The Stage on Bay alcohol license denial leading to lawsuit

(Source: WTOC)
(Source: WTOC)

SAVANNAH, GA (WTOC) - Normally alcohol beverage license applications that go before Savannah City Council are approved with little or no resistance from council members or the community.

But Thursday's council meeting was a much different experience for the CEO of a music venue looking to open its doors Friday night.

An 8-1 vote to deny the license was not only a huge setback for The Stage on Bay, it also set the City of Savannah up for a very time-consuming, costly lawsuit.

The lawyer hired to represent the music venue didn't mince words and made it clear after council's decision that they would be taking the city to court over the denial of the alcohol beverage license, especially after the venue operator invested hundreds of thousands of dollars in the project.

The question now is, will the city or The Stage on Bay win the argument in court? And if the city loses, how much will it cost?

Some on council argue that regardless the outcome, the cost will be worth the fight. While others caution these aren't times to be willingly taking on a cause that could be a losing one in the courtroom.

"Every decision we make has the potential for litigation and the potential for liability. We live under that every single day. And again that's the cost of doing business for us, and the fact is, I don't think we're wrong in this," said District 1 Alderman Van Johnson.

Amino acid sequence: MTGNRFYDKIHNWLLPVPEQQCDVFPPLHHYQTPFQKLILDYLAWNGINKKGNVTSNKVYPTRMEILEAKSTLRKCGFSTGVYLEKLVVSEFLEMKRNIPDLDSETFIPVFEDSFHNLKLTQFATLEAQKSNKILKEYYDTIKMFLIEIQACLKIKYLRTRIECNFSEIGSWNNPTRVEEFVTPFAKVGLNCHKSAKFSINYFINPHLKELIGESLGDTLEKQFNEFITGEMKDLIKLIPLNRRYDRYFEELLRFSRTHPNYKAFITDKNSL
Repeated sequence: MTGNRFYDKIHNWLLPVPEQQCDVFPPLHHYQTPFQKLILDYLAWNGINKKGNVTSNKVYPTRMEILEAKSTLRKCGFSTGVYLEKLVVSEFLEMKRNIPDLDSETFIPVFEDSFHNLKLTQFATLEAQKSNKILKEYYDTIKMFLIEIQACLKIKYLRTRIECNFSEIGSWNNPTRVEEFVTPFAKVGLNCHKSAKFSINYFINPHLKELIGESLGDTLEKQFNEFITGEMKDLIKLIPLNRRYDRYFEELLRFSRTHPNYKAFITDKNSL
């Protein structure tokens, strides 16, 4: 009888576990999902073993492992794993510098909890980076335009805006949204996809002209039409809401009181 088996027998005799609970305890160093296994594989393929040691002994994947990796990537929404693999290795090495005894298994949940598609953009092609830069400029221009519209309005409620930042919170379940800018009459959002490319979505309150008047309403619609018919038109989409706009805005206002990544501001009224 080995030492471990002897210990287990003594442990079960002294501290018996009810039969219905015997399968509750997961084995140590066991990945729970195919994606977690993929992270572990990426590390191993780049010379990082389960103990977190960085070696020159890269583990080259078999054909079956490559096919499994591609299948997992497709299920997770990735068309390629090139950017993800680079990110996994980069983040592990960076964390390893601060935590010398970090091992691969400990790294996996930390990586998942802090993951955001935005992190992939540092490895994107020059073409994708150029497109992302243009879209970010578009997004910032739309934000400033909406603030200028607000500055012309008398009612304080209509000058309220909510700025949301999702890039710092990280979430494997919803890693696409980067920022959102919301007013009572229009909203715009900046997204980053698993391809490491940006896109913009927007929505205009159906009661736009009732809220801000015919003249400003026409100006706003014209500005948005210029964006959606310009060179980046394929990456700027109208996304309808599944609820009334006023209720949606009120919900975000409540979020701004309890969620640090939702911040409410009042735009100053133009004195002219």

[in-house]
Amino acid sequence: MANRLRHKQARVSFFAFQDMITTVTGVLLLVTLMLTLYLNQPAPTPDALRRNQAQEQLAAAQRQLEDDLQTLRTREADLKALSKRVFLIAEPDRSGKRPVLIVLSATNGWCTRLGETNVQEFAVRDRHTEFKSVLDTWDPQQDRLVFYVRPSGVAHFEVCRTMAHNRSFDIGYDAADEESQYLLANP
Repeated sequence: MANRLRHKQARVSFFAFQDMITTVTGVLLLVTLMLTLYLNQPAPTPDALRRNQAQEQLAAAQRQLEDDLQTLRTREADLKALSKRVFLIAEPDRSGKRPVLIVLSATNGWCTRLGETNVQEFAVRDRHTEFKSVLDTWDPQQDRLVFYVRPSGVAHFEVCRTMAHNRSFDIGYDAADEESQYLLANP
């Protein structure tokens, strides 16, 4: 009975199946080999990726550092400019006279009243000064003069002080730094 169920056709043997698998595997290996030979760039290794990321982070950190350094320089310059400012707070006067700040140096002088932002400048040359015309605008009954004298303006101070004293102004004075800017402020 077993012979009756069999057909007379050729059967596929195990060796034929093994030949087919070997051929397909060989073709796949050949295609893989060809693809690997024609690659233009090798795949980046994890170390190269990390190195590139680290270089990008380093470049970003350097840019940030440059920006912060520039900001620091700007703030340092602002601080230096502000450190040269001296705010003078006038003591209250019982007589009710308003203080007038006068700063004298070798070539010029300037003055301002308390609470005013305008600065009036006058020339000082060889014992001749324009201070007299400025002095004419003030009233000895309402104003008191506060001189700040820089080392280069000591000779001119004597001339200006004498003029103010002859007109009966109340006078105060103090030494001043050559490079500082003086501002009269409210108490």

"I understand what the community was saying. I understand their concerns, I understand the reasons for their concerns, and I don't discount their concerns. But, the law is the law. And to fight it only subjects you to extra expense. We need those expenses for other things," said District 4 Alderman Julian Miller.

Alderman Miller pointed out the millions in budget cuts across the board this year to balance the city's finances.

For The Stage on Bay, the show must go on and they've figured out a way to make that happen at least for Friday night.

"To be put in a position to where you feel like you have to cancel the show, you want to make sure the audience is having a good time. You want to make sure that they're happy. And to be faced with that decision is definitely rough and we definitely feel for them there," said Lucas Theatre Managing Director Erin Muller.

So instead of playing at The Stage on Bay, the Marshall Tucker Band will perform at the Lucas Theatre for the Arts Friday at 8 p.m.

Defending Thursday's council decision, Alderman Van Johnson says the denial of the license should send a message to anyone wanting to start a business in Savannah.

"It serves notice to other businesses wanting to come into Savannah that you do your due diligence, that you work with your neighbors in your community, and you make sure you have a certificate of occupancy before you go for a liquor license," said Alderman Johnson.

The Certificate of Occupancy is awarded once the new business passes a number of inspections. The Stage on Bay had yet to receive theirs as of Thursday.

Alderman Miller, the only vote approving the liquor license says while he agrees with Alderman Johnson's point, considering the applications shouldn't be the responsibility of the council.

"It needs to go before some type of administrative law judge or something of that order, to look and see, does it comply with all the rules and regulations, all the laws, all the ordinances. If so, as I understand it, we have no right to refuse it," said Alderman Miller.

In the meantime, the Lucas Theatre staff hopes hosting the concert Friday night at least helps soften the financial blow for The Stage on Bay.

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